The eagle’s Whistle (march)
Source: Michael Tubridy
Tune requested by Kath
MARCH, not polka.
MARCH, not polka.
Gian Marco, this tune is usually played as a 3/4 March which I know sounds like a contradiction unless you have 3 legs. There are several settings around but most often it is in my experience, encountered as a 3/4 March. There is one old setting from pre-1885 that was in 2/4. I don’t know if that proves that this was the authentic Marching version. There are a few other examples of 3/4/or 6/8 marches.
The punchline is that as an O’Donovan I have to point out that this is the O’Donovan Clan March so I have to be excused if the tune gets me a little fired up in sessions.
I have to support Odono on this one. This is a very special, very beautiful old march tune that dates back at least 300 years.
I have nothing against it being recycled as a Polka, but it’s worth learning as the grand old clan march.
I was at workshops with Cathal McConnell of Boys of the Lough and he taught this tune. He played it in 3/4 then 4/4. He had the class playing first time round the first part in 3/4 then the repeat in 4/4 and same with the second part. A wee bit of a challenge for the rhythm players.
I also know this tune learned from Peter Phelan, Dublin Piper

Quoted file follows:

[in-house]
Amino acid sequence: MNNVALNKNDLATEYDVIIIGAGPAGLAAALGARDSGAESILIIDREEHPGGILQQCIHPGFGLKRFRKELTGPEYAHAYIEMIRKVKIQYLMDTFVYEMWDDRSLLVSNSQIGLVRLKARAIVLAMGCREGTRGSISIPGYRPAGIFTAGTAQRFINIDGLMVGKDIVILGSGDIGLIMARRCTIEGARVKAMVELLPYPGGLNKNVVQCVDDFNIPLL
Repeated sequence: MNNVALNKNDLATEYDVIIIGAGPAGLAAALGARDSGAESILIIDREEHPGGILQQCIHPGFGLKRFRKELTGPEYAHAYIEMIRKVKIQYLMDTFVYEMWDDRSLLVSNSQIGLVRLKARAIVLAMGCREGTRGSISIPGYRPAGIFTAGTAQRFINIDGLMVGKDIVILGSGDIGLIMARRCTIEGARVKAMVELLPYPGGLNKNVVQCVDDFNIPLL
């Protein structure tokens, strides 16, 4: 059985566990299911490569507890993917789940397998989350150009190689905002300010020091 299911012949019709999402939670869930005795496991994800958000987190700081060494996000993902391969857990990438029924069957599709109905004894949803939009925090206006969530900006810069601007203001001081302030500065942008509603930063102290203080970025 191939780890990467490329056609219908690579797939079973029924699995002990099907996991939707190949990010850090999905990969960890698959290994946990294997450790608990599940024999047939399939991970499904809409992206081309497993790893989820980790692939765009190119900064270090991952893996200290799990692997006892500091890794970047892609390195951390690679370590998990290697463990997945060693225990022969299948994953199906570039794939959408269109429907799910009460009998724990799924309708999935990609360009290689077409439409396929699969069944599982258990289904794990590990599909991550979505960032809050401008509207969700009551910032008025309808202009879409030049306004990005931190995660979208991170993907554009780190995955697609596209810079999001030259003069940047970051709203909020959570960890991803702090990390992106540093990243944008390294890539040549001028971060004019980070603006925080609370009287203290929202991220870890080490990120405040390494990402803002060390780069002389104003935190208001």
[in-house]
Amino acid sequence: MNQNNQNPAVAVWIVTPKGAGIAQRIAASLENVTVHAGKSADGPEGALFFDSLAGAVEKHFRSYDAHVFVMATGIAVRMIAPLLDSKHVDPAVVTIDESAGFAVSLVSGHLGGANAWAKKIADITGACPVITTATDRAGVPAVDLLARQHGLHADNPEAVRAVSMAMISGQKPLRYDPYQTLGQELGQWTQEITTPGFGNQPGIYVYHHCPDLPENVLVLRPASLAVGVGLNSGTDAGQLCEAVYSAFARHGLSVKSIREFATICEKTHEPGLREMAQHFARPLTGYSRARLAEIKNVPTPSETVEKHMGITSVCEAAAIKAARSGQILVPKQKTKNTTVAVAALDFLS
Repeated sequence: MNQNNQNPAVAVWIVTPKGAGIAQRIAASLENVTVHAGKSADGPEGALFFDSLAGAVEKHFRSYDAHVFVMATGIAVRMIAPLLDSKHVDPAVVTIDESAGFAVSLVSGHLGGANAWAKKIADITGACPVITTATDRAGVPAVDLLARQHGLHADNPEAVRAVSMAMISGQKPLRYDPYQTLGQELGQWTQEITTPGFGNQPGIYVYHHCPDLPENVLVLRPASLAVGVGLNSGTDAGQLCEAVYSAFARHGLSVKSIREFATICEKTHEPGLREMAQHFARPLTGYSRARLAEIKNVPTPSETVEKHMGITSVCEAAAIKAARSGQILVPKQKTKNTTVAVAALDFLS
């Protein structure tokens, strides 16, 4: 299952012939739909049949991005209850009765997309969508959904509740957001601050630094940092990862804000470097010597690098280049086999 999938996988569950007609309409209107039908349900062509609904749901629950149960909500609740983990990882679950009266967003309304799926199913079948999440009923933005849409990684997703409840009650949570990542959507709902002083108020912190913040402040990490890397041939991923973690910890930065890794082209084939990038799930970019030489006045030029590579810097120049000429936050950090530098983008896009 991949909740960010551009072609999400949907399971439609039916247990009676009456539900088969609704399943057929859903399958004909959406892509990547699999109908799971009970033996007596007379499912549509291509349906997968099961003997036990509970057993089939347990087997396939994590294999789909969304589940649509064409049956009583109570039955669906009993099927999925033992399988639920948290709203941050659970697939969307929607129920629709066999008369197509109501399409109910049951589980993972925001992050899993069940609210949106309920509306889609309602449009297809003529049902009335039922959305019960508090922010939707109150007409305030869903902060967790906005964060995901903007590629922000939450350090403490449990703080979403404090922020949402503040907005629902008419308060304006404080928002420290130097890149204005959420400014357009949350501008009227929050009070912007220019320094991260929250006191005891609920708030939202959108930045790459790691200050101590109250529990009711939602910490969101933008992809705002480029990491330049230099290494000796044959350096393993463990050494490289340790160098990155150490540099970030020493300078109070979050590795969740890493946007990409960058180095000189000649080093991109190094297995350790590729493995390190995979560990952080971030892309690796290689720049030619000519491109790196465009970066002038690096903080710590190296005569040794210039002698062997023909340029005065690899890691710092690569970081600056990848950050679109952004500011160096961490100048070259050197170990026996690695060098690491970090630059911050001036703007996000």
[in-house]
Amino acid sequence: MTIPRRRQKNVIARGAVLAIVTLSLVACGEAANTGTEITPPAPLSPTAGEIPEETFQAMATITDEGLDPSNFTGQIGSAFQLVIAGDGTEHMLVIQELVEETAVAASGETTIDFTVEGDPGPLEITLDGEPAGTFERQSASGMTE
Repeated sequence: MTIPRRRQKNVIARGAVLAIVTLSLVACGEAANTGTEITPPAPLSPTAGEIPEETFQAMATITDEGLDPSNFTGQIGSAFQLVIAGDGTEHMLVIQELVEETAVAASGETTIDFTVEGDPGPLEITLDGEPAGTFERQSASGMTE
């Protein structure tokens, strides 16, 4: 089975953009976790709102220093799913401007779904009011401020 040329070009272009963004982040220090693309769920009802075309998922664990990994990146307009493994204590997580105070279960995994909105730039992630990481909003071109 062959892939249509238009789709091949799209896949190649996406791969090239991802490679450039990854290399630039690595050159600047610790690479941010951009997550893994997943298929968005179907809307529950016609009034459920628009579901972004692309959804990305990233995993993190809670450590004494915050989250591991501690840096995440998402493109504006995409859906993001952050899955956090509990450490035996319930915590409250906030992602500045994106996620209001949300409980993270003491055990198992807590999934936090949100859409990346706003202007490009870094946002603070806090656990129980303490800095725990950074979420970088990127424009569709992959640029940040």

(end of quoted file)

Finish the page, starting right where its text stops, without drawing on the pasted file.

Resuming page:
in his class many moons ago as a March and a quite lovely one at that.
“The Eagle’s Whistle”
Here’s a simple take on the tune in 3/4:
T: Eagle’s Whistle, The
|: ed |
B2 dB AG | B2 dB AG | B2 AA Bd | B2 AA GA |
B2 dB AG | B2 dB Ad | A2 GG Bd | A2 GG Bd |
g2 ed Bd | g2 ed BG | B2 AA Bd | B2 A2 (3Bcd |
gd ed (3Bcd | g2 ed BD | A2 G2 Bd | AG G2 :|
See other postings of this tune
Does any-one out there know if there is a particular story - folktale or legend - attached to this tune? Such an evocative title is worthy of one.
A version played by “The Boys Of The Lough”…
Not a Polka
This tune can be written in 3/4 or 9/8 not 2/4.
The Eagle’s Whistle
This tune CAN be written in 2/4 or 4/4 if you listen to the source recording (Michael Tubridy, The Eagle’s Whistle 1978). It may be more commonly heard as a 3/4 tune, but it exists in other forms as well.
I’ve edited my original post to 4/4 as this sounds better.
Beautiful treatment here.
Anyone happen to know what tuning Caoimhín uses on his hardanger fiddle for this tune (from his album "Where the One-eyed Man Is King)? It doesn’t seem to be the standard "B E B F#" nor normal violin tuning of "G D A E."
The Eagle’s Whistle, X:4
As played by Jenna Moynihan on her album Woven.
Re: The Eagle’s Whistle
Prefer the slower version, as in the video posted by Jason van Steenwyk above: they are playing in A which is the key I’ve most often heard it in. Sounds nice on Lowland pipes too.
3/4 marches (and even 9/8 and 5/4) : perfectly possible to march to them, albeit asymmetric: one pace per beat! (Or per dotted crotchet in the case of 9/8s).